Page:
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Blockchain estate – Property sales take a seriously long time to complete. There are a number of reasons for this, although often delays are avoidable, some are inevitable.
With so many moving parts and individuals involved in the process, it is often difficult for the buyer and seller to have a clear vision of each stage and the whole process becomes one big blur.
However, huge developments are beginning and are on the path to revolutionise the way property transactions take place, the key player in all this being blockchain.
I’m sure many of you reading this are thinking: “What actually is blockchain?”. Although there is no simple answer, essentially blockchain is a super-secure way of recording transactions, contracts and transferring data.
One characteristic that makes blockchain such a game-changer is the information it holds is not held in one place, and is instead stored on multiple different computer systems, known as nodes. Each node has a full copy of the ledger and every transaction proposed to be added to it. One thing to note, blockchain is a type of decentralised ledger, not vice versa.
New ‘blocks’ of transactions can be added to the ledger and old transactions cannot be overwritten. For those reasons, the design of the blockchain is said to be virtually incorruptible, making it perfect technology to record financial transactions.
Blockchain uses cryptographic hash functions to verify the authenticity of a piece of data, block, entering the chain. There are a number of companies leading the way in the development of blockchain technology and increased transparency during the buying process. Some notable start-ups in the residential and investment space include Coadjute, Propy, Directly Sourced and YourKeys.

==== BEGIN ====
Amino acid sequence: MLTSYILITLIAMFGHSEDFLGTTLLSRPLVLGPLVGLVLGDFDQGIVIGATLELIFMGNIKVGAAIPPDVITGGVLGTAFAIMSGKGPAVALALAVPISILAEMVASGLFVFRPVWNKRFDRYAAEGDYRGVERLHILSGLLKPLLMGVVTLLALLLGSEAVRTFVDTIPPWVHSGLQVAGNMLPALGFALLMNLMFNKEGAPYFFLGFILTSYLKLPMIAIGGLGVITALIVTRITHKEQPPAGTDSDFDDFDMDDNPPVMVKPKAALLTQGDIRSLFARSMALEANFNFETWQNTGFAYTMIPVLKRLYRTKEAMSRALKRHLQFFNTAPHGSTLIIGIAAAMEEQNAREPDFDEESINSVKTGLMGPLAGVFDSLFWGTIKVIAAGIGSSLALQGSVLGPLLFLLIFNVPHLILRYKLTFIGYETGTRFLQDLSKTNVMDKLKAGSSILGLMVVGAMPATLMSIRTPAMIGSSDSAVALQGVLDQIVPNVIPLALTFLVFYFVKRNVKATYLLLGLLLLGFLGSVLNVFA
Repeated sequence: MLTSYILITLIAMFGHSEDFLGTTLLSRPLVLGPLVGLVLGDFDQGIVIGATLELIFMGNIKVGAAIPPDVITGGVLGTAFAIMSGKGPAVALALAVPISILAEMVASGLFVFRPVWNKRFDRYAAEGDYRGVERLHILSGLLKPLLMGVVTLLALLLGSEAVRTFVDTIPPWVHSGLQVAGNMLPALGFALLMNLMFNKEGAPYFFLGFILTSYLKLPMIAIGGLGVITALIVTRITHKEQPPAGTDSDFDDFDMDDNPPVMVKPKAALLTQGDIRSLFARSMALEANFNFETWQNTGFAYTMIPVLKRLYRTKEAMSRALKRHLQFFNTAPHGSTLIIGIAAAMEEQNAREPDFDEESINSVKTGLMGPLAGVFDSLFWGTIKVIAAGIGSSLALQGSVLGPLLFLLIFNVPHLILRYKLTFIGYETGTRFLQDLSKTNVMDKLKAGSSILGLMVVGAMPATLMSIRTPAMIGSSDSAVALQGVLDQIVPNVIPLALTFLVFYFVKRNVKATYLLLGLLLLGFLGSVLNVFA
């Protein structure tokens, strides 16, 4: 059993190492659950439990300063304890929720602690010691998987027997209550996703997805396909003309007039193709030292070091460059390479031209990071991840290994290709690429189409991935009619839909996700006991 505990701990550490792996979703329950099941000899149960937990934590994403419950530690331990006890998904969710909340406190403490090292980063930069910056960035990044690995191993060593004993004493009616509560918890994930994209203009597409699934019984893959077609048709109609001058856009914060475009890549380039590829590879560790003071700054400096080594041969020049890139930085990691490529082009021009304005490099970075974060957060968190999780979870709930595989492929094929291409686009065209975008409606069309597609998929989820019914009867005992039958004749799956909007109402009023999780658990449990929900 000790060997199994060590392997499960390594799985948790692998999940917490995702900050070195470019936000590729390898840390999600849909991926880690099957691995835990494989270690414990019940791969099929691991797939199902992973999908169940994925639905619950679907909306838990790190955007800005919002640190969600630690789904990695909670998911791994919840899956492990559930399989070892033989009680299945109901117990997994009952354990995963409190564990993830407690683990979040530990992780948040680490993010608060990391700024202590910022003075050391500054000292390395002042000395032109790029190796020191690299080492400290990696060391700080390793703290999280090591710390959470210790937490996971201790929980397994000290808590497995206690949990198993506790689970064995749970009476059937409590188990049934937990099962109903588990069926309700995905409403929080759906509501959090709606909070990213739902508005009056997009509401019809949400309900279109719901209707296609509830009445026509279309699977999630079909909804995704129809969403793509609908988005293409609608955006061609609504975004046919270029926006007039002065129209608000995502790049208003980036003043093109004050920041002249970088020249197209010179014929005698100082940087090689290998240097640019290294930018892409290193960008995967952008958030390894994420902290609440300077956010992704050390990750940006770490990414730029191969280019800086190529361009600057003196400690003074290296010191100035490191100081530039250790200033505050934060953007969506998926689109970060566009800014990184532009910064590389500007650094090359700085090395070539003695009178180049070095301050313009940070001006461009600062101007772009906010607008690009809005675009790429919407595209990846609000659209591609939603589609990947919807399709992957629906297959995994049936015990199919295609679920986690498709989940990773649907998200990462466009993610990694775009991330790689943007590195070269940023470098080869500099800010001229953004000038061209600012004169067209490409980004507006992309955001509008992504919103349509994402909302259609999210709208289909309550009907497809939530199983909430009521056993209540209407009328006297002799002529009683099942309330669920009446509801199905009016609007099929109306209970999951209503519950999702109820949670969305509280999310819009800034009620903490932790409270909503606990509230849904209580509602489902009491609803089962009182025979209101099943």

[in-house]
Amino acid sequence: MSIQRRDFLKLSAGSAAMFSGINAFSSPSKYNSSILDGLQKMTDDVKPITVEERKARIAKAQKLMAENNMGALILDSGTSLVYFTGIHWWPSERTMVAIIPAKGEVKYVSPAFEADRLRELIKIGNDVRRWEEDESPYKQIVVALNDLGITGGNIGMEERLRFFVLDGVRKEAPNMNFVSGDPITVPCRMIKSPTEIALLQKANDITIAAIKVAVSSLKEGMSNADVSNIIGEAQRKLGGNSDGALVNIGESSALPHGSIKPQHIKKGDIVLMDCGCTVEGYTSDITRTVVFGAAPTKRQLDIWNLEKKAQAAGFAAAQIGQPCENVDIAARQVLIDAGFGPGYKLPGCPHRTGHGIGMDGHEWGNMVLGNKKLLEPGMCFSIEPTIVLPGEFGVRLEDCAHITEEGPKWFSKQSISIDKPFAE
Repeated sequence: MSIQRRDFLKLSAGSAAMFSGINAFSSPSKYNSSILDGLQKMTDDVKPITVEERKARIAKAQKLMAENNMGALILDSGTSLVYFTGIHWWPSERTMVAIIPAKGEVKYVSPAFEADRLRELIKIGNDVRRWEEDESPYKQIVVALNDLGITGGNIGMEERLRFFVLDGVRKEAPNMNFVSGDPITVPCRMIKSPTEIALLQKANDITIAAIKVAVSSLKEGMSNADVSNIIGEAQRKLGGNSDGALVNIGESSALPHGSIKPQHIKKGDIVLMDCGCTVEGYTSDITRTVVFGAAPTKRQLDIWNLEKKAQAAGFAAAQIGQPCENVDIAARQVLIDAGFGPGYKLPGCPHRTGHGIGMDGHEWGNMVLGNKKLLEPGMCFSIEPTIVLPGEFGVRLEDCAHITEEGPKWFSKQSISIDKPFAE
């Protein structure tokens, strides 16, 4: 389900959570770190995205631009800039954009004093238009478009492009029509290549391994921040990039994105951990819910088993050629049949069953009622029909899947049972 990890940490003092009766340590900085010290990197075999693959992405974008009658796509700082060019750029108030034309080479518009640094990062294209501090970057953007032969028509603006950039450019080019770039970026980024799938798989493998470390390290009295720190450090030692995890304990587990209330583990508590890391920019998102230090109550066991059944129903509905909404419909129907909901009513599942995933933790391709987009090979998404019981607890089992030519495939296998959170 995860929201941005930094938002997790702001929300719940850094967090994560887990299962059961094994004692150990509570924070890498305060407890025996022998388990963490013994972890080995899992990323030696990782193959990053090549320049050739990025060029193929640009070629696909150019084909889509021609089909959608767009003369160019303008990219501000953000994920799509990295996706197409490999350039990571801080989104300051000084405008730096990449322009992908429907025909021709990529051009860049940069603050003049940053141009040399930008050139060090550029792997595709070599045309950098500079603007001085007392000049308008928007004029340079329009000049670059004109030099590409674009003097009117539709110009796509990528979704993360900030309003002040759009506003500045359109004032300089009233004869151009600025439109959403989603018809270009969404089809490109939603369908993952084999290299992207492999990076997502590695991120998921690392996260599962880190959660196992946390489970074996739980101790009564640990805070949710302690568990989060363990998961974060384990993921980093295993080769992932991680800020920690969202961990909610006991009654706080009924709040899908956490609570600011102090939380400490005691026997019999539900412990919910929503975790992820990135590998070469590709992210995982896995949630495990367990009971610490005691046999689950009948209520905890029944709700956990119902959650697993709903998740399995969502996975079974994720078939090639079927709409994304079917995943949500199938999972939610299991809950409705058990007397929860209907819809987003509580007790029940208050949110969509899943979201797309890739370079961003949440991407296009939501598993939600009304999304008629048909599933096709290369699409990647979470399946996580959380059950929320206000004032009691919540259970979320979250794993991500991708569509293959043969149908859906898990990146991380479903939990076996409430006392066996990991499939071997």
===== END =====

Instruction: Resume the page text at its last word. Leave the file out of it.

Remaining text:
Let’s look how blockchain could impact and revolutionise the property industry and ultimately aid estate agents:
1. Land Registries could use blockchain to transform the processes for property transaction and land registration
In April 2019, HM Land Registry conducted the first property transaction using blockchain technology. The sale of a recently refurbished, semi-detached house in Gillingham had previously taken 22 weeks, with all the parties involved, they tested how long it would take to run the sale and purchase through a blockchain prototype. It took 10 minutes. You can read more about the test here. The test was concluded as a success and it demonstrated the exciting possibilities the blockchain technology could enable, including:
-Speedier property transactions
-More trust in the transaction
-Higher levels of security
-Increased transparency for participants in the transaction
2. Tokenisation of properties could greatly increase liquidity in the market
The term asset tokenisation is often associated with blockchain. This concept is directly applicable to the real estate markets, and assets such as properties could be tokenised.
As previously mentioned, completing a property transaction is often cumbersome and inefficient, involving multiple middlemen. If properties were to be tokenised and sold to multiple buyers or investors, the buy-in price could be far less than it would be if the property were to be sold to a single buyer. This could open up attractive opportunities for both investors and first time buyers especially.
Similarly, if tokenisation were to become commonplace, property owners would have far more options when it came to selling their house.